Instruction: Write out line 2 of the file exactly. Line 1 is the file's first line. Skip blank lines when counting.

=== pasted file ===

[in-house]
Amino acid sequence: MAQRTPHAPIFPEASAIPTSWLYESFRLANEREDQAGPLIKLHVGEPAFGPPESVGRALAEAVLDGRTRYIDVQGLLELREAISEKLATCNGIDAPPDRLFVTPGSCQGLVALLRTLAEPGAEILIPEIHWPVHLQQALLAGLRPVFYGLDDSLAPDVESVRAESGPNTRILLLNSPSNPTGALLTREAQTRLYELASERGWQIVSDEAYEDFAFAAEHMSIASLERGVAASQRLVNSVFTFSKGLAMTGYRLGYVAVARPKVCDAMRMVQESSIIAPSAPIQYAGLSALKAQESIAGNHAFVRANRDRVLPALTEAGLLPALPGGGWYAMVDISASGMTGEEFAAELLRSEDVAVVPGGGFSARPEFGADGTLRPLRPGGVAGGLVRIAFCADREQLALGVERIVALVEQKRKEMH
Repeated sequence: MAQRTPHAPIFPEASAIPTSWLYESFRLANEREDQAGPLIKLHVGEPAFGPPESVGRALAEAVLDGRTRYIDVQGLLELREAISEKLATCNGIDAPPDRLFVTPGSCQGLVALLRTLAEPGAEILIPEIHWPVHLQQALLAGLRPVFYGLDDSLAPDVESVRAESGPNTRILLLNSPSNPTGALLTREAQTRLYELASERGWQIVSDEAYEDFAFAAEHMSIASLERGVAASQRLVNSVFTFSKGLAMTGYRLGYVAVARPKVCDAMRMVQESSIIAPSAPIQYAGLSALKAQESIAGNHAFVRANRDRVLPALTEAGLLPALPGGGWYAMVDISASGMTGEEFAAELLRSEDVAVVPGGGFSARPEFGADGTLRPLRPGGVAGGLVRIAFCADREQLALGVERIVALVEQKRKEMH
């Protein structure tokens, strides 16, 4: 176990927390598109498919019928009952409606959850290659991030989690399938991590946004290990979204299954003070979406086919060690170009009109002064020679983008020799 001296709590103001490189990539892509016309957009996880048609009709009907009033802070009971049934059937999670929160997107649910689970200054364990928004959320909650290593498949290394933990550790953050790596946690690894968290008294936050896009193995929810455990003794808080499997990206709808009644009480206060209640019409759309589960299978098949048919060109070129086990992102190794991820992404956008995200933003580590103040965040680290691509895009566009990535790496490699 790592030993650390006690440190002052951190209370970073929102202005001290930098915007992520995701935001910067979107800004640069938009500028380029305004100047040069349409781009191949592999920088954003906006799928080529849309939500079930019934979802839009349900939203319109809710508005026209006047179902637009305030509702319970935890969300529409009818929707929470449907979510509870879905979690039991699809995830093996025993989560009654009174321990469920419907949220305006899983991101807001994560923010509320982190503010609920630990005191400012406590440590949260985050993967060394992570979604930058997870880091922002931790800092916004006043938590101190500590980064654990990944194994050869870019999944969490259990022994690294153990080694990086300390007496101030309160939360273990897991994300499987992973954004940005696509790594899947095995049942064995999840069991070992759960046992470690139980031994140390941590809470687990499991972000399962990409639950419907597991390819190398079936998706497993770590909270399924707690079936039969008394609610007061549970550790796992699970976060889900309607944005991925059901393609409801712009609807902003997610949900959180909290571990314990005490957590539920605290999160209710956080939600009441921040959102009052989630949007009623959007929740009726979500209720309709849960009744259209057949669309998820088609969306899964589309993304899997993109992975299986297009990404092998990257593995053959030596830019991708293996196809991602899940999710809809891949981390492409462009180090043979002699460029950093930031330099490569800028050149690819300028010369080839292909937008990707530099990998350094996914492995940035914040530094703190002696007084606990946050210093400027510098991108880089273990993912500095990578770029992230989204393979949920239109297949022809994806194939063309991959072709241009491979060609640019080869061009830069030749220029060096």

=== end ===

Amino acid sequence: MAQRTPHAPIFPEASAIPTSWLYESFRLANEREDQAGPLIKLHVGEPAFGPPESVGRALAEAVLDGRTRYIDVQGLLELREAISEKLATCNGIDAPPDRLFVTPGSCQGLVALLRTLAEPGAEILIPEIHWPVHLQQALLAGLRPVFYGLDDSLAPDVESVRAESGPNTRILLLNSPSNPTGALLTREAQTRLYELASERGWQIVSDEAYEDFAFAAEHMSIASLERGVAASQRLVNSVFTFSKGLAMTGYRLGYVAVARPKVCDAMRMVQESSIIAPSAPIQYAGLSALKAQESIAGNHAFVRANRDRVLPALTEAGLLPALPGGGWYAMVDISASGMTGEEFAAELLRSEDVAVVPGGGFSARPEFGADGTLRPLRPGGVAGGLVRIAFCADREQLALGVERIVALVEQKRKEMH